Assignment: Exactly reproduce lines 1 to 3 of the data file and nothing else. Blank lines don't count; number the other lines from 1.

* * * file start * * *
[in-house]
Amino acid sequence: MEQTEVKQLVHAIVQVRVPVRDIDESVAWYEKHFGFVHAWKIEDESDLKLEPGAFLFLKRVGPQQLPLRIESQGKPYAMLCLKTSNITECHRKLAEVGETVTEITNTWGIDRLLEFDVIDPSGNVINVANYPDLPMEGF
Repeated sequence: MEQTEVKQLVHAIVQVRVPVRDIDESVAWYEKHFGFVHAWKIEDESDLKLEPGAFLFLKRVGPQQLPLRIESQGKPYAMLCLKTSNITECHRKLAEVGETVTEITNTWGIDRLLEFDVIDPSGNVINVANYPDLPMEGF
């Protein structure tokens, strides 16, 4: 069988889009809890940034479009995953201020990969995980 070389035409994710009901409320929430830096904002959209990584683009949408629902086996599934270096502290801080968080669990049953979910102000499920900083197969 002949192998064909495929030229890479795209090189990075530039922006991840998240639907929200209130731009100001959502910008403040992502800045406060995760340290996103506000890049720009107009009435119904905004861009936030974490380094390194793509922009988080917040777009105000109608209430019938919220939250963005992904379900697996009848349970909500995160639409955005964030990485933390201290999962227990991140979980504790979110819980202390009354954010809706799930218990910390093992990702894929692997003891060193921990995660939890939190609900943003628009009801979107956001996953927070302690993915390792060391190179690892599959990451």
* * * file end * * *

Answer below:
[in-house]
Amino acid sequence: MEQTEVKQLVHAIVQVRVPVRDIDESVAWYEKHFGFVHAWKIEDESDLKLEPGAFLFLKRVGPQQLPLRIESQGKPYAMLCLKTSNITECHRKLAEVGETVTEITNTWGIDRLLEFDVIDPSGNVINVANYPDLPMEGF
Repeated sequence: MEQTEVKQLVHAIVQVRVPVRDIDESVAWYEKHFGFVHAWKIEDESDLKLEPGAFLFLKRVGPQQLPLRIESQGKPYAMLCLKTSNITECHRKLAEVGETVTEITNTWGIDRLLEFDVIDPSGNVINVANYPDLPMEGF